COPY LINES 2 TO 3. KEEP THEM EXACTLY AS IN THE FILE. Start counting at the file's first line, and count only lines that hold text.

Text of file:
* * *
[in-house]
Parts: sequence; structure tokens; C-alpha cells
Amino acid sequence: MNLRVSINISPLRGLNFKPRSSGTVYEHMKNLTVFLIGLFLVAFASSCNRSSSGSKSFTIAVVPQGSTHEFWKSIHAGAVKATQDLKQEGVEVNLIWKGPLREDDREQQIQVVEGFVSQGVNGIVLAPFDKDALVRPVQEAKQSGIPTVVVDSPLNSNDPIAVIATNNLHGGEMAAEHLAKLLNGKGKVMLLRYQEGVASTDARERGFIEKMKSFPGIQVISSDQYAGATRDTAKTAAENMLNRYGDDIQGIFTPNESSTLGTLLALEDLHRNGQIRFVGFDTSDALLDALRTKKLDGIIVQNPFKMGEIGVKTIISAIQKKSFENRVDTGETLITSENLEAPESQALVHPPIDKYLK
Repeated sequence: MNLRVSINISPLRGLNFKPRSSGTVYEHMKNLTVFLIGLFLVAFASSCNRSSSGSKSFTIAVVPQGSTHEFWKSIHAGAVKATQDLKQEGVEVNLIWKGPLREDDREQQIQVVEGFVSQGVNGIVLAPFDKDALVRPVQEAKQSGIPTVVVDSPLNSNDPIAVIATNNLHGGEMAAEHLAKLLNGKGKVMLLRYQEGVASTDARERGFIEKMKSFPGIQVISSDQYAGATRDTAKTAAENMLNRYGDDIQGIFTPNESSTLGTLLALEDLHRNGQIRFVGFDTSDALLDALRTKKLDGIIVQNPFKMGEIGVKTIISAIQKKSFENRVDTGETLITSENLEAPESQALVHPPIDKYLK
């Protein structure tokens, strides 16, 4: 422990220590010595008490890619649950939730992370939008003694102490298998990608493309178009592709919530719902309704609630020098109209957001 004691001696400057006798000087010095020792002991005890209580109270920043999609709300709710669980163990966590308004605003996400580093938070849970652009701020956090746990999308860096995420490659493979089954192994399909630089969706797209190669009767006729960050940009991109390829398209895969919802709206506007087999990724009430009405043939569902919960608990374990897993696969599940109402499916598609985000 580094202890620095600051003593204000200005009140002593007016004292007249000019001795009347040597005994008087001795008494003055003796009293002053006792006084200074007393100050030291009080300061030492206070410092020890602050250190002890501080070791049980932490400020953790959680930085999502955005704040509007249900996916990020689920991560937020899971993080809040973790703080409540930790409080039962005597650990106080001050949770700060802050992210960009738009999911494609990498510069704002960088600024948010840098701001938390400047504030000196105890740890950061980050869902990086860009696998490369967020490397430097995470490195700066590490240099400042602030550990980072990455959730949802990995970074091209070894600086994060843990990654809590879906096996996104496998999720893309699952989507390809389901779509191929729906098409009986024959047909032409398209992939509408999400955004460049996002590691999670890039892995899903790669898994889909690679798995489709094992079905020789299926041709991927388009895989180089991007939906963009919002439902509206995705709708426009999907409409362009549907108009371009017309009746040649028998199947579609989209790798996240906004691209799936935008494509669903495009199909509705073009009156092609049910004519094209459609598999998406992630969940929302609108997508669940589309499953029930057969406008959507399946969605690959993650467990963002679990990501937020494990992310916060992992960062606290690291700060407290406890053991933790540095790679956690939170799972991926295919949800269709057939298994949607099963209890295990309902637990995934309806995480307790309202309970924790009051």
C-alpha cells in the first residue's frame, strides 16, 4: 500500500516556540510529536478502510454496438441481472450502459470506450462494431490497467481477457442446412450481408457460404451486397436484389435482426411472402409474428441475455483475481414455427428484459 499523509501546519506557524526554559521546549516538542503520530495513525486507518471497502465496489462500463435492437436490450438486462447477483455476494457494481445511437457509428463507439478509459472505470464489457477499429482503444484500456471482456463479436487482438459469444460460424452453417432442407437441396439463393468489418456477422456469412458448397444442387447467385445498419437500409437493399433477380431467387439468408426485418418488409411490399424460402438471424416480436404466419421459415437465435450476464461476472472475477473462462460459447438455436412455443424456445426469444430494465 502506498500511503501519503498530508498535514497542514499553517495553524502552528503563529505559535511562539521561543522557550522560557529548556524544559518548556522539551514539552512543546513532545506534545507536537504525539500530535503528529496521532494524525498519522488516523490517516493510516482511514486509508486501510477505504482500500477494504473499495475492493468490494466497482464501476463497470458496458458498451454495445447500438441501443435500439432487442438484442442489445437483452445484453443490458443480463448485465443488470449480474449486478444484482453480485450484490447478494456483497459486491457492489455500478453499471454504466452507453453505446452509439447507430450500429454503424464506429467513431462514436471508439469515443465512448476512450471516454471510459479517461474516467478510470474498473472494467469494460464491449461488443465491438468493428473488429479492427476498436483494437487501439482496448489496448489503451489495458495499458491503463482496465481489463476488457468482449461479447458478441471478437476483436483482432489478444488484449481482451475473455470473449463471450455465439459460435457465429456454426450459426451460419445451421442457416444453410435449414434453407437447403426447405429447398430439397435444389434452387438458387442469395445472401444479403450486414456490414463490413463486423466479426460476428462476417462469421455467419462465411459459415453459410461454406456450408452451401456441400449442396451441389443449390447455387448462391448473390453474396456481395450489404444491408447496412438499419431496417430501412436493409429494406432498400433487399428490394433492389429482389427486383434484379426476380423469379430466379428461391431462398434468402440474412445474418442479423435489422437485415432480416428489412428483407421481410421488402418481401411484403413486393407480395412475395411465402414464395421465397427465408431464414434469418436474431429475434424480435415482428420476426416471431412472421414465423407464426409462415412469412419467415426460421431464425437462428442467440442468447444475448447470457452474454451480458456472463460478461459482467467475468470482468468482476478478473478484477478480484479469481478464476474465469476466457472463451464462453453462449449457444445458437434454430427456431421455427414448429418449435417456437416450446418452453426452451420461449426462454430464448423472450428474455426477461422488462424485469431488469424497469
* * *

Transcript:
Parts: sequence; structure tokens; C-alpha cells
Amino acid sequence: MNLRVSINISPLRGLNFKPRSSGTVYEHMKNLTVFLIGLFLVAFASSCNRSSSGSKSFTIAVVPQGSTHEFWKSIHAGAVKATQDLKQEGVEVNLIWKGPLREDDREQQIQVVEGFVSQGVNGIVLAPFDKDALVRPVQEAKQSGIPTVVVDSPLNSNDPIAVIATNNLHGGEMAAEHLAKLLNGKGKVMLLRYQEGVASTDARERGFIEKMKSFPGIQVISSDQYAGATRDTAKTAAENMLNRYGDDIQGIFTPNESSTLGTLLALEDLHRNGQIRFVGFDTSDALLDALRTKKLDGIIVQNPFKMGEIGVKTIISAIQKKSFENRVDTGETLITSENLEAPESQALVHPPIDKYLK